Elk Foundation in wolf lawsuit
by Rocky Mountain Elk Foundation press release
June 8, 2011
Animal rights groups are challenging in federal court the constitutionality of Congressí recent delisting of wolves in parts of the West.
Judge Donald Molloy in Missoula, Mont., will consider the challenge, and the Rocky Mountain Elk Foundation has filed a motion to intervene in support of the delisting.
If the motion is granted, Judge Molloy will consider RMEF positions in his decision.
"We are resolute in our argument that individual states, not the federal government, are best qualified to manage recovered species," said David Allen, RMEF president and CEO.
"This latest in a long line of frivolous lawsuits over wolves could delay science-based wolf management again in 2011 and cause further conservation problems into the future. Elk, deer and moose herds in some areas are in serious trouble right now."
He added, "We were concerned when the delisting bill went through Congress that wolf management would be left open to further legal challenges. Now those fears are reality. It is critical that we defend the legislation or the future of wildlife management could implode in more legal maneuvering and litigation. This is not what the ESA (Endangered Species Act) was designed to do, but itís what the ESA has been reduced to today."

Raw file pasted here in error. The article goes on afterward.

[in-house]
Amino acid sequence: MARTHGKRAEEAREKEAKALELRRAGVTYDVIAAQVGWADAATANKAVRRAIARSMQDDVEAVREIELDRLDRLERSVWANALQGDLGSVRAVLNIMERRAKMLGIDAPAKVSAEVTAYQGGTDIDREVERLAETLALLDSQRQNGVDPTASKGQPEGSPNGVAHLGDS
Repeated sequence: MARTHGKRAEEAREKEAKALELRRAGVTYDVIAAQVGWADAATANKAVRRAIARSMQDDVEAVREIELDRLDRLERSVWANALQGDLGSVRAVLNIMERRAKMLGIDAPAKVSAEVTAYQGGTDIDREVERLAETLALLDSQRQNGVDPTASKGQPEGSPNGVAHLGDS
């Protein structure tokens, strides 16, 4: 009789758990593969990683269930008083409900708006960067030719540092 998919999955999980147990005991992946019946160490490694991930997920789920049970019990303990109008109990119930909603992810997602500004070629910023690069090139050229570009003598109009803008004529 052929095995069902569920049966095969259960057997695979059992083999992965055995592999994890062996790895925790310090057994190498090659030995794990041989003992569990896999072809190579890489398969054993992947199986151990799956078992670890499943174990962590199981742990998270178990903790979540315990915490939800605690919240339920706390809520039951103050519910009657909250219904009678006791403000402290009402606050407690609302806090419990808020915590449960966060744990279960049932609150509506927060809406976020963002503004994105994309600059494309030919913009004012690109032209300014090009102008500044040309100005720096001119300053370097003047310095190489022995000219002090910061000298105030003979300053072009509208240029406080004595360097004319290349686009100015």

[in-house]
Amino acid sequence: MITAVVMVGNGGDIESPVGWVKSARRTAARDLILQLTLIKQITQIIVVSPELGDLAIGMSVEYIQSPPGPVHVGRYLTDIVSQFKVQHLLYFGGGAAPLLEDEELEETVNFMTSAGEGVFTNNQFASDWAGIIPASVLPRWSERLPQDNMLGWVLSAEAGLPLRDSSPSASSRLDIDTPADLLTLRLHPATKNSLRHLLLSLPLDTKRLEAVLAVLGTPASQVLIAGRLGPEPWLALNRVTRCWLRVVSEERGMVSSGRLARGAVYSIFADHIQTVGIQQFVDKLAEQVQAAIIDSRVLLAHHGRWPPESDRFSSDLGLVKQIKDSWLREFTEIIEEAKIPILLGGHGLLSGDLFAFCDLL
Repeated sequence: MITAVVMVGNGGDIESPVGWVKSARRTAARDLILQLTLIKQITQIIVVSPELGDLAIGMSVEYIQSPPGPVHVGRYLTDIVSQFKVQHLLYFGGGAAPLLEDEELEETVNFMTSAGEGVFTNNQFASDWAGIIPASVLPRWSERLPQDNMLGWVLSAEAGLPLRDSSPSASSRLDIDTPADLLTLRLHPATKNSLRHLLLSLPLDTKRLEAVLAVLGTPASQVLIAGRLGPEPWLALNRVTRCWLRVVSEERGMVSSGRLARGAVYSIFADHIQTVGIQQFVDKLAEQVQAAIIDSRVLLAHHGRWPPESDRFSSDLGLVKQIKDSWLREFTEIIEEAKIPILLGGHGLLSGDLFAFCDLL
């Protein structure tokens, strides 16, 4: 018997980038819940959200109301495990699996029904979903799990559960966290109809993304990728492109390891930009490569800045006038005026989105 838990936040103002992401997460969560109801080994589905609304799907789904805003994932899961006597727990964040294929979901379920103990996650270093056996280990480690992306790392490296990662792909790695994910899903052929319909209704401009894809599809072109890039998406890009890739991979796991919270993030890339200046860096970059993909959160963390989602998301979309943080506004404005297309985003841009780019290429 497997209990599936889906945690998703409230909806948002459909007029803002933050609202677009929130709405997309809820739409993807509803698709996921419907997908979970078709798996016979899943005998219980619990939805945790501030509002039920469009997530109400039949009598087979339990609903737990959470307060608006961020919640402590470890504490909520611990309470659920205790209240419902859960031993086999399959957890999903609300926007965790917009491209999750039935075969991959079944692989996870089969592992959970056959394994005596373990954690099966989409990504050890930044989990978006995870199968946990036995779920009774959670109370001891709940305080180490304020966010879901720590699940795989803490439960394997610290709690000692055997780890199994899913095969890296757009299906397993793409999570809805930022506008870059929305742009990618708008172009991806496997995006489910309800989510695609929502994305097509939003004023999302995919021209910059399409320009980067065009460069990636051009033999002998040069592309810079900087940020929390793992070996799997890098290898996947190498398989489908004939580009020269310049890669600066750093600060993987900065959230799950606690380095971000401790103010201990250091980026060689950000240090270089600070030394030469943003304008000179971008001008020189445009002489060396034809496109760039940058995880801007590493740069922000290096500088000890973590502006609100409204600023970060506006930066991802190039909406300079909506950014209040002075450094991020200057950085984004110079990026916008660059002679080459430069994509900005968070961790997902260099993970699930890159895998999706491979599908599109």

Research shows elk calf survival rates in some areas of Idaho, Montana and Wyoming are now too low to sustain herds for the future. At the same time, Allen added, wolf populations across the northern Rockies are likely higher than commonly reported estimates.
"Animal rights groups and some media are still using the 2008 wolf population estimate of 1,700 for the northern Rockies as if no population growth is occurring. But wolves reproduce by as much as 25 percent each year. Simple math shows itís possible there could be more than 3,000 wolves in the northern Rockies by the end of 2011Ėalmost double the number we usually see in the news," he said.
Controlling wolf populations via state-regulated hunting would help, but animal rights and environmental extremist groups continue to use lawsuits to delay or stop the hunts.
"RMEF will vigorously defend the delisting because itís time to let states manage wolves as they do with all other wildlife. There is no real science that disputes the fact that gray wolves are recovered and there is no compelling reason why states cannot manage wolf populations," said Allen.
He added, "There are recovered wolf populations in the Great Lakes states that have yet to be delisted as well. This debate is bigger than just the Rocky Mountains."